The book begins with an accident, a kidnapping, abduction, and a confrontation between Zeke and her two most fearsome antagonists. Zeke gets hurt; Anne gets worried, and complications arise.

Zeke…and Anne can no longer ignore the proverbial “elephant in the room” that is Zeke’s head injury/PTSD. She ends up in the hospital again, and Anne needs help.

Once some loose ends are tied up, and the two women have some serious decisions to make.

Balancing the story, they meet new friends and develop a small support network that will benefit both women.

There’s hope for a bright future…if. If Zeke steps up.

 

Book 4  “Deliver Me” is tentatively set for early 2015.

In which, Zeke is finally forced to accept help from an unusual resource because she makes a new friend in a position to help her.

Things are about to change.

In case there are distant whispers, “Is that the end of the Damaged Series?”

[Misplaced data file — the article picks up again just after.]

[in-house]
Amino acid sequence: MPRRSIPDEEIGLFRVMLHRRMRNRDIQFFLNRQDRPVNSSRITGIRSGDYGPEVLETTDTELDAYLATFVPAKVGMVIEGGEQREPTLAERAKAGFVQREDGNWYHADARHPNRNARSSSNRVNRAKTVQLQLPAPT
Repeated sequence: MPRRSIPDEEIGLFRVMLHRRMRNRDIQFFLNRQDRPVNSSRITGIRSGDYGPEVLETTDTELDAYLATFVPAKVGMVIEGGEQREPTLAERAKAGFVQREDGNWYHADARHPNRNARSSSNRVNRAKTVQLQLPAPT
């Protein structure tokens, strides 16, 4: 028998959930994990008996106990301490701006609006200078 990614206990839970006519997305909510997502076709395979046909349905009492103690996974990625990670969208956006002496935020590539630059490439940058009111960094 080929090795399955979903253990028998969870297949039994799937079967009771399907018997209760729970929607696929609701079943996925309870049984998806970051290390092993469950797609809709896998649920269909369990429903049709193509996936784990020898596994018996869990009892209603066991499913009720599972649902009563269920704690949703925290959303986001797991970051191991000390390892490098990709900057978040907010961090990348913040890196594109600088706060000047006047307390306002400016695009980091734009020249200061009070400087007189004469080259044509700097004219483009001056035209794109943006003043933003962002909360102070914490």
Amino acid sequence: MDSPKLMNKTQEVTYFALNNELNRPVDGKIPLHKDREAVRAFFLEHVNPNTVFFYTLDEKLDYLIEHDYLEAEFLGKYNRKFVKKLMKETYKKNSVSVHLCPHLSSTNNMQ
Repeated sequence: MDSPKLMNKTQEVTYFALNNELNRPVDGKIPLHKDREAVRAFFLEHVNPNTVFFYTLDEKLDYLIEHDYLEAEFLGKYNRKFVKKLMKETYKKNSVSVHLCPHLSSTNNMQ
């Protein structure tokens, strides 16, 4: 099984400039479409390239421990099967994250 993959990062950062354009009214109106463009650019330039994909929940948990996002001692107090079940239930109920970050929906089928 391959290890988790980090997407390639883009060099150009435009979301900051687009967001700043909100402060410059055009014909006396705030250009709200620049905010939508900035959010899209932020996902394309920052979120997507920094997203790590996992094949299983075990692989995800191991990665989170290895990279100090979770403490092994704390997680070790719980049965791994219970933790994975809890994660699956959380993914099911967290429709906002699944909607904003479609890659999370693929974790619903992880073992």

I don’t know. For now, yes. We’ll have to see because I do love these characters, and they have just begun their lives together.

I started a story Zeke’s earlier years because I needed to know who she was before she developed PTSD. There are also a couple of other characters that might be interesting.

What am I doing now? There’s Book 4 in the Damaged series, and I have a YA/mystery/paranormal screaming for attention. Then there’s a fun romantic romp behind the scenes of an opera house, and a chap-book pulp fiction series…

So many words and so little time.  Stay tuned! I’m enjoying the process, learning the craft, and meeting wonderful new friends.

 

Books are available at: Amazon, Barnes and Noble, Bedazzled Ink Publishing

 

Celebrate with Andi Marquette

 

Howdy! Today is a special Blog tour event to introduce those of who may not have fallen under the spell of Andi Marquette to a great writer.

I hope you enjoy today’s blog about Andi Marquette’s new release “From the Hat From the Boots Up FINAL 300 dpiDown”  the sequel to her novella, “From the Boots Up.”